The Ministry of Justice has published its final response to the ongoing consultation regarding the Mental Capacity Small Payments Scheme, a streamlined process that would have allowed withdrawals and payments of up to £2,500 from cash-based savings accounts including Child Trust Funds and Junior ISAs; without the need to get permission from the Court of Protection.
Devastatingly for those families of children who can’t access their own money due as they do not have the mental capacity to do so, the Small Payments Scheme – that we hoped might be put in place to help families access Child Trust Funds up to a certain value without needing to apply for a court order – will not be moving forward.
Although the consultation response contains astounding figures from those who took part in the consultation, including; 87% of the consultation responses said the scheme was needed and 89% of respondents said it would be helpful to families, all the outcome of the report highlights is a simplification the current court-based system as the way forward, without any specifics or timescales.
Philip Warford, Managing Director at Renaissance Legal, comments “We founded the Child Trust Fund Access Campaign back in 2016, years before the first CTFs would mature, as we could see that the issue was effectively a ticking time bomb for families with a disabled child.
The outcome of the Ministry of Justice Mental Capacity Small Payments Scheme Consultation, published on 28th February, is a devastating blow to disabled children and their families. The decision not to introduce a scheme that allows access to small savings amounts without a court order, will mean that thousands of young adults will never access money that was saved for their future.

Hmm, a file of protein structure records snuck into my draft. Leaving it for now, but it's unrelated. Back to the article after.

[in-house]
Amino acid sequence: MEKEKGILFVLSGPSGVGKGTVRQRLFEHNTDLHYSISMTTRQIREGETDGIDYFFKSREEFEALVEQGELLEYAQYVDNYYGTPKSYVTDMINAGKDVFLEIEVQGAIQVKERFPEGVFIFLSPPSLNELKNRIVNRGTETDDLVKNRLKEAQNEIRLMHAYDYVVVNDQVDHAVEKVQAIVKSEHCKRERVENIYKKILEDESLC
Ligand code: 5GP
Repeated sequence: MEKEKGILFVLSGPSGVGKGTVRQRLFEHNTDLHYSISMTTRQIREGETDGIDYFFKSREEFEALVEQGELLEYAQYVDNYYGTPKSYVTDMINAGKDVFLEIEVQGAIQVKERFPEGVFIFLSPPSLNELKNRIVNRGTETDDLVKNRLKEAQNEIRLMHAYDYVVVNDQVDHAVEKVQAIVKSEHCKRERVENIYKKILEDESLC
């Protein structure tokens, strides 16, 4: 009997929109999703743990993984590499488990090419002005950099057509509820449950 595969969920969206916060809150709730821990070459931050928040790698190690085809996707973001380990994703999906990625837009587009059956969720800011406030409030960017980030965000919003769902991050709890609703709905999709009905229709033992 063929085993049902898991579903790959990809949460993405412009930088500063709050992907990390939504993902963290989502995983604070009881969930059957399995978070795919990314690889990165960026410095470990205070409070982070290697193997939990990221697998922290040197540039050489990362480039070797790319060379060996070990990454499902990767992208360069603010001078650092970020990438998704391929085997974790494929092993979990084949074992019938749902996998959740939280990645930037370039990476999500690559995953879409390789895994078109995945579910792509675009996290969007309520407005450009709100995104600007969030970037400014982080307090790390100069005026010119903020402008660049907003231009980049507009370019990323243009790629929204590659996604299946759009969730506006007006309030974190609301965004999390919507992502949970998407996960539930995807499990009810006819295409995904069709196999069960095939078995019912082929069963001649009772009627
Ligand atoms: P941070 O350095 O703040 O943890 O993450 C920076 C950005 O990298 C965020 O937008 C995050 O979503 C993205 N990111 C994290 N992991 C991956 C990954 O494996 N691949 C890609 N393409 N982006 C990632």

Our longheld view, and that of our fellow campaigners, is that all disabled children ought to be able to access savings that were put aside for their future, and provided this can be done in such a way that provides adequate protection and safeguarding of the child and their money, then we see no reason why the government cannot work with the finance industry and Child Trust Fund providers on a creative solution.
The staggering statistic from the published consultation is that the vast majority of respondents (87%) said the scheme would have a ‘positive’ or ‘mostly positive’ effect on those without mental capacity. We are therefore disappointed that there has been little attempt to try and find a solution that provides adequate security in line with MCA principles, whilst helping thousands of families”.
The current Court of Protection process creates an enormous barrier to families accessing their Child Trust Fund and has meant that only a handful of families have successfully applied. The process, and timescales involved, are disproportionate for the value of the vast majority of funds.
“We work with hundreds of parents and carers every year and the verdict amongst these families is unanimously bleak. Those families who have embarked upon the Court process to obtain a Deputyship Order have found the process to be drawn out and costly at best, and at worst utterly impenetrable. The vast majority of families have simply decided not to bother which means that savings made for their child’s future will never be accessed
Parents of children with disabilities live enormously complex, challenging lives, and it seems wholly unjust that a simpler process should not be in place for them”.
Further debate in the House of Lords
On Tuesday 2nd March, the Child Trust Fund Access campaign was debated for a sixth time in the House of Lords.
Lord Young of Cookham, a longstanding supporter of the campaign for the need for urgent reform to how disabled children can access their own savings when they turn 18, questioned the outcome of the Ministry of Justice Consultation and pressed the need for greater progress in respect of increasing awareness and changes to the Court of Protection application process.
The debate can be viewed here:
What can you do to help?
The Child Trust Fund Access online petition has in excess of 6600 signatures and has continued to grow steadily throughout the campaign. The petition is a key element of the campaign, demonstrating the number of families who are disadvantaged by the current system and who feel passionate that change is essential.
We still need to encourage all parents – not just those with a disabled child or who are directly impacted themselves – to pledge their support to the campaign as it helps apply continued pressure.
If you would like to sign the petition, you can do so here.
Keep up to date
If you would like to read further updates about the Child Trust Fund campaign, you can do so here: https://www.renaissancelegal.co.uk/blog/category/blog/child-trust-fund-access/
Social media is an important channel, and the best way to keep up to date is on Twitter, and by following the #ChildTrustFundAcccess hashtag.